Edited by: Rich Norris
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Today’s themed answers end with synonyms of “TIGHT”, terms meaning “drunk”.
- 61A. Some football linemen … and what the answers to starred clues have? : TIGHT ENDS
- 17A. *Judy Blume genre : KIDDIE LIT
- 25A. *Got from the cloud? : DOWNLOADED
- 36A. *Like much Chinese cooking : STIR-FRIED
- 51A. *Three-year school, commonly : JUNIOR HIGH
Bill’s errors: 0
Today’s Wiki-est, Amazonian Googlies
1. Highlands hat : TAM
A tam o’shanter is a man’s cap traditionally worn by Scotsmen. “Tams” were originally all blue (and called “blue bonnets”) but as more dyes became readily available they became more colorful. The name of the cap comes from the title character of the Robert Burns poem “Tam O’Shanter”.
14. Botanist Gray : ASA
Asa Gray was an important American botanist in the nineteenth century. He was a lifelong friend of Charles Darwin, albeit mainly through correspondence. Darwin’s book “Forms of Flowers”, was dedicated to Gray.
15. Naproxen brand : ALEVE
Aleve is a brand name used for the anti-inflammatory drug Naproxen sodium.
16. “__ Mio” : ‘O SOLE
“‘O sole mio” is a famous Italian song from Naples, written in 1898. The song’s lyrics are usually sung in the original Neapolitan, as opposed to Italian. The title translates from Neapolitan into “My Sun” (and not into “O, My Sun” as one might expect). It’s a love song of course, sung by a young man declaring that there is a sun brighter than that in the sky, the sun that is his lover’s face. Awww …
17. *Judy Blume genre : KIDDIE LIT
Judy Blume writes novels for children and young adults. Blume’s novels for teens were groundbreaking when first published, tackling such difficult subjects as racism, divorce and bullying.
20. Calendario start : ENERO
In Spanish, we start the “año” (year) in “enero” (January) as noted on a “calendario” (calendar).
21. Sierra __ : LEONE
The Republic of Sierra Leone is a country in West Africa, lying on the Atlantic Coast. The capital city of Freetown was originally set up as a colony to house the “Black Poor” of London, England. These people were mainly freed British slaves of Caribbean descent who were living a miserable life in the run-down parts of London. Perhaps to help the impoverished souls, perhaps to rid the streets of “a problem”, three ships were chartered in 1787 to transport a group of blacks, with some whites, to a piece of land purchased in Sierra Leone. Those who made the voyage were granted British citizenship and protection. The descendants of these immigrants, and others who made the journey over the next 60 years, make up the ethnic group that’s today called the Sierra Leone Creole.
23. Former Radiohead label : EMI
EMI was a British music company, with the abbreviation standing for Electric and Musical Industries.
Radiohead is an alternative rock band from England that formed in 1985. When the band self-released their 2007 studio album “In Rainbows”, it was a big deal for the music industry. Radiohead offered a digital version of the album using a pay-what-you-want pricing model. Reportedly, most fans paid what would be a normal retail price for the download version of the album. That’s not bad, considering the relatively low cost to produce a download compared to the cost of producing a CD.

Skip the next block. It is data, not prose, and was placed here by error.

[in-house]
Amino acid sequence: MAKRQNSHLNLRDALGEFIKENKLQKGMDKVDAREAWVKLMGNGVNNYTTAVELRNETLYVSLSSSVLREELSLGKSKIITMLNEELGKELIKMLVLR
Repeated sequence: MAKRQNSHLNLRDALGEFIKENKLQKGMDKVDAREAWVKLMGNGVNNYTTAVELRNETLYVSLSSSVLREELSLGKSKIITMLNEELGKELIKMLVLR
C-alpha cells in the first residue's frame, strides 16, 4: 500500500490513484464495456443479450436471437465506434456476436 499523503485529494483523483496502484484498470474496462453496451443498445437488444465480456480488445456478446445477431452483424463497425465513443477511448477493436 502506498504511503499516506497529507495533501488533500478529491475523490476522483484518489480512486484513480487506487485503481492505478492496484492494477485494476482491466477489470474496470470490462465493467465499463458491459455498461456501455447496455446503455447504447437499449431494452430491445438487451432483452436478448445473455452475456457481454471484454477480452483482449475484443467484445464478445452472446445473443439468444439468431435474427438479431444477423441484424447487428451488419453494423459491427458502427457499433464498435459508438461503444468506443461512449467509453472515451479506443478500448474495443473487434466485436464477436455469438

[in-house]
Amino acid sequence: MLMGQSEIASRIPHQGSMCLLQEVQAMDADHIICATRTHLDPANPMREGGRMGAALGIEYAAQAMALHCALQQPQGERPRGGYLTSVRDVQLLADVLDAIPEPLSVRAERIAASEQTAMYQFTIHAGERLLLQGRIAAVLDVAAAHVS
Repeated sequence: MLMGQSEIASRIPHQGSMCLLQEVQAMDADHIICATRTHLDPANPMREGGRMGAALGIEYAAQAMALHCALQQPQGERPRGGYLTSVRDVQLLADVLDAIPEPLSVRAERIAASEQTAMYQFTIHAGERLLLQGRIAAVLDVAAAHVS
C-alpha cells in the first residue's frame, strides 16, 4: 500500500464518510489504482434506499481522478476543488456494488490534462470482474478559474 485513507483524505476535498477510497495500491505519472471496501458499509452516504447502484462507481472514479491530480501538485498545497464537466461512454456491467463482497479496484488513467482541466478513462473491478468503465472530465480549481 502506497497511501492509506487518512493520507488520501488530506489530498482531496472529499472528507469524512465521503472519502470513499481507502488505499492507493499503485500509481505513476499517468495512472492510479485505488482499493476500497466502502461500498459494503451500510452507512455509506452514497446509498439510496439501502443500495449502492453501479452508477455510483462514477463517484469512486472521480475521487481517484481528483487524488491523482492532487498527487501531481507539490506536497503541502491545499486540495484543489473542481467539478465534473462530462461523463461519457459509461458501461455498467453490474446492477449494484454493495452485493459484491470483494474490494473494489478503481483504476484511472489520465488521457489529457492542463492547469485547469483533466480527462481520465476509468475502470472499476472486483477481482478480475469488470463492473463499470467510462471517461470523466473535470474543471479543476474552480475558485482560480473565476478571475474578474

24. __ Valley: Reagan Library site : SIMI
Nowadays Simi Valley, California is perhaps best known as home to the Ronald Reagan Presidential Library. The library is a great place to visit, and there you can tour one of the retired Air Force One planes.
25. *Got from the cloud? : DOWNLOADED
In the world of computing, when one operates “in the cloud”, one’s files and key applications are not stored on one’s own computer, but rather are residing “in the cloud”, on a computer somewhere out on the Internet. I do 90% of my computing in the cloud. That way I don’t have to worry about backing up files, and I can operate from any computer if I have to …
31. Single-celled creature : AMEBA
An ameba (or “amoeba”, as we spell it back in Ireland) is a single-celled microorganism. The name comes from the Greek “amoibe”, meaning change. The name is quite apt, as the cell changes shape readily as the ameba moves, eats and reproduces.
35. Sinusitis docs : ENTS
Ear, nose and throat specialist (ENT)
The suffix “-itis” is used to denote inflammation, as in laryngitis (inflammation of the larynx), otitis (inflammation of the ear) and sinusitis (inflammation of the sinuses).
39. Reebok rival : PUMA
Puma is a German company that sells athletic shoes worldwide. The company is most famous for its line of soccer boots.
The brand name Reebok was adopted as the new company name for Foster Shoes of the UK in 1960. The name Reebok (more commonly “Rhebok”) is an Afrikaans word for an antelope, and comes from the term “roe buck”.
42. Dapper : NATTY
A natty dresser is one who dresses smartly. The term may come from the Middle English “net” meaning “fine, elegant”, in which case it shares its etymology with the word “neat”.
43. Cal. pages : MOS
The pages in a calendar (cal.) usually show whole months (mos.)
55. Julie’s “Doctor Zhivago” co-star : OMAR